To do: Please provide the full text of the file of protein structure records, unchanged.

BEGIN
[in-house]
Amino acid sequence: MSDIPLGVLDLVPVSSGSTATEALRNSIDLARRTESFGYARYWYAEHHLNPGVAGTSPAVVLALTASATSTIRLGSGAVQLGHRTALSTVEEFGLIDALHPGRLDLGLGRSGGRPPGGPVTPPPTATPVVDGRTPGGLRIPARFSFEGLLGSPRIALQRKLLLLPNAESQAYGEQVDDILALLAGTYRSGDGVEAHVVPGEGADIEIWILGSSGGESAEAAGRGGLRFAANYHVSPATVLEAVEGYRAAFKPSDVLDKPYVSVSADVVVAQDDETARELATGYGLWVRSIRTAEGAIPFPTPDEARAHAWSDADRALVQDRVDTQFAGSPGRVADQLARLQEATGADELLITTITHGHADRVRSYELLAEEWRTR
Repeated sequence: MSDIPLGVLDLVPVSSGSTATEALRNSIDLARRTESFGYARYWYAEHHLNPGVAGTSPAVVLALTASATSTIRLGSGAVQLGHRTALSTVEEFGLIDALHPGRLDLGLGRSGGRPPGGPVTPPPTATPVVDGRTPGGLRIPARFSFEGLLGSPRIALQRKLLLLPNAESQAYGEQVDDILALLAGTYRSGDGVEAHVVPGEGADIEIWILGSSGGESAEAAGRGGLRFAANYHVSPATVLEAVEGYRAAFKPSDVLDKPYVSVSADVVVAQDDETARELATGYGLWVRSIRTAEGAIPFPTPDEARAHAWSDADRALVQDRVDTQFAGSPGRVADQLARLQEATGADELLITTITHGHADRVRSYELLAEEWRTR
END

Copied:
[in-house]
Amino acid sequence: MSDIPLGVLDLVPVSSGSTATEALRNSIDLARRTESFGYARYWYAEHHLNPGVAGTSPAVVLALTASATSTIRLGSGAVQLGHRTALSTVEEFGLIDALHPGRLDLGLGRSGGRPPGGPVTPPPTATPVVDGRTPGGLRIPARFSFEGLLGSPRIALQRKLLLLPNAESQAYGEQVDDILALLAGTYRSGDGVEAHVVPGEGADIEIWILGSSGGESAEAAGRGGLRFAANYHVSPATVLEAVEGYRAAFKPSDVLDKPYVSVSADVVVAQDDETARELATGYGLWVRSIRTAEGAIPFPTPDEARAHAWSDADRALVQDRVDTQFAGSPGRVADQLARLQEATGADELLITTITHGHADRVRSYELLAEEWRTR
Repeated sequence: MSDIPLGVLDLVPVSSGSTATEALRNSIDLARRTESFGYARYWYAEHHLNPGVAGTSPAVVLALTASATSTIRLGSGAVQLGHRTALSTVEEFGLIDALHPGRLDLGLGRSGGRPPGGPVTPPPTATPVVDGRTPGGLRIPARFSFEGLLGSPRIALQRKLLLLPNAESQAYGEQVDDILALLAGTYRSGDGVEAHVVPGEGADIEIWILGSSGGESAEAAGRGGLRFAANYHVSPATVLEAVEGYRAAFKPSDVLDKPYVSVSADVVVAQDDETARELATGYGLWVRSIRTAEGAIPFPTPDEARAHAWSDADRALVQDRVDTQFAGSPGRVADQLARLQEATGADELLITTITHGHADRVRSYELLAEEWRTR